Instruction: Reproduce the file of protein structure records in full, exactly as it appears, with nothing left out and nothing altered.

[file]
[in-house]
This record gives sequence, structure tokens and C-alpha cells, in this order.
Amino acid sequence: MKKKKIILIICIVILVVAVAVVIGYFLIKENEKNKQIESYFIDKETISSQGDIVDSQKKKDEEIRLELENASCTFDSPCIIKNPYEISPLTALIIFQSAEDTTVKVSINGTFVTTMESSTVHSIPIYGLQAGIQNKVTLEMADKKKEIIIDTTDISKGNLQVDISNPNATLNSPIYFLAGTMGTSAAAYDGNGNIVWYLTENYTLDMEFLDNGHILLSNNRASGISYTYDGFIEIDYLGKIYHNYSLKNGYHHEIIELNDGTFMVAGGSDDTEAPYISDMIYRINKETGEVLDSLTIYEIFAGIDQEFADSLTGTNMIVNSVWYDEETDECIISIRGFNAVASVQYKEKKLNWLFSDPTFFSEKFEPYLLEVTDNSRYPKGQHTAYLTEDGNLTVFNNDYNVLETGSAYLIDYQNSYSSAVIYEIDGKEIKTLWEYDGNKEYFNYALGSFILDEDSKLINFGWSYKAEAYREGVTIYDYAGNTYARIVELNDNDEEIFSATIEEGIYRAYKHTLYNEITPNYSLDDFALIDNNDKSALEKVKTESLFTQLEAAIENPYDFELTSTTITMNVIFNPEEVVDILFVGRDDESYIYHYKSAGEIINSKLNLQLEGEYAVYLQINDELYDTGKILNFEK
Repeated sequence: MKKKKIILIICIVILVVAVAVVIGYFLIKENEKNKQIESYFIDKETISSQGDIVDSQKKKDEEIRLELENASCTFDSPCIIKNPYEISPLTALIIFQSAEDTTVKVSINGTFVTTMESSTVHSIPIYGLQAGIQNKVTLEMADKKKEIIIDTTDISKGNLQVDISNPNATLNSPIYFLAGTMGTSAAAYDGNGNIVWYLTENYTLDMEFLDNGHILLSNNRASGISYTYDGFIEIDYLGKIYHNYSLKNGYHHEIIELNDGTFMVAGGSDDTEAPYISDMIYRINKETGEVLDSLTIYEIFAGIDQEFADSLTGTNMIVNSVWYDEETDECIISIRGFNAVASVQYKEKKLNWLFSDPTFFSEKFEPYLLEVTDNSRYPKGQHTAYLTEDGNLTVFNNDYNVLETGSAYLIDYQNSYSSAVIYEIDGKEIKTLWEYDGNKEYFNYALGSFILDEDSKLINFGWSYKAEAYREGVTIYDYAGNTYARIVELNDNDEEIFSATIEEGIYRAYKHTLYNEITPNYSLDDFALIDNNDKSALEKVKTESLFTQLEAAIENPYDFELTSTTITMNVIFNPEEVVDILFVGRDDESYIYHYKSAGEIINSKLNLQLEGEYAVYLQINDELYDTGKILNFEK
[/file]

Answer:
[in-house]
This record gives sequence, structure tokens and C-alpha cells, in this order.
Amino acid sequence: MKKKKIILIICIVILVVAVAVVIGYFLIKENEKNKQIESYFIDKETISSQGDIVDSQKKKDEEIRLELENASCTFDSPCIIKNPYEISPLTALIIFQSAEDTTVKVSINGTFVTTMESSTVHSIPIYGLQAGIQNKVTLEMADKKKEIIIDTTDISKGNLQVDISNPNATLNSPIYFLAGTMGTSAAAYDGNGNIVWYLTENYTLDMEFLDNGHILLSNNRASGISYTYDGFIEIDYLGKIYHNYSLKNGYHHEIIELNDGTFMVAGGSDDTEAPYISDMIYRINKETGEVLDSLTIYEIFAGIDQEFADSLTGTNMIVNSVWYDEETDECIISIRGFNAVASVQYKEKKLNWLFSDPTFFSEKFEPYLLEVTDNSRYPKGQHTAYLTEDGNLTVFNNDYNVLETGSAYLIDYQNSYSSAVIYEIDGKEIKTLWEYDGNKEYFNYALGSFILDEDSKLINFGWSYKAEAYREGVTIYDYAGNTYARIVELNDNDEEIFSATIEEGIYRAYKHTLYNEITPNYSLDDFALIDNNDKSALEKVKTESLFTQLEAAIENPYDFELTSTTITMNVIFNPEEVVDILFVGRDDESYIYHYKSAGEIINSKLNLQLEGEYAVYLQINDELYDTGKILNFEK
Repeated sequence: MKKKKIILIICIVILVVAVAVVIGYFLIKENEKNKQIESYFIDKETISSQGDIVDSQKKKDEEIRLELENASCTFDSPCIIKNPYEISPLTALIIFQSAEDTTVKVSINGTFVTTMESSTVHSIPIYGLQAGIQNKVTLEMADKKKEIIIDTTDISKGNLQVDISNPNATLNSPIYFLAGTMGTSAAAYDGNGNIVWYLTENYTLDMEFLDNGHILLSNNRASGISYTYDGFIEIDYLGKIYHNYSLKNGYHHEIIELNDGTFMVAGGSDDTEAPYISDMIYRINKETGEVLDSLTIYEIFAGIDQEFADSLTGTNMIVNSVWYDEETDECIISIRGFNAVASVQYKEKKLNWLFSDPTFFSEKFEPYLLEVTDNSRYPKGQHTAYLTEDGNLTVFNNDYNVLETGSAYLIDYQNSYSSAVIYEIDGKEIKTLWEYDGNKEYFNYALGSFILDEDSKLINFGWSYKAEAYREGVTIYDYAGNTYARIVELNDNDEEIFSATIEEGIYRAYKHTLYNEITPNYSLDDFALIDNNDKSALEKVKTESLFTQLEAAIENPYDFELTSTTITMNVIFNPEEVVDILFVGRDDESYIYHYKSAGEIINSKLNLQLEGEYAVYLQINDELYDTGKILNFEK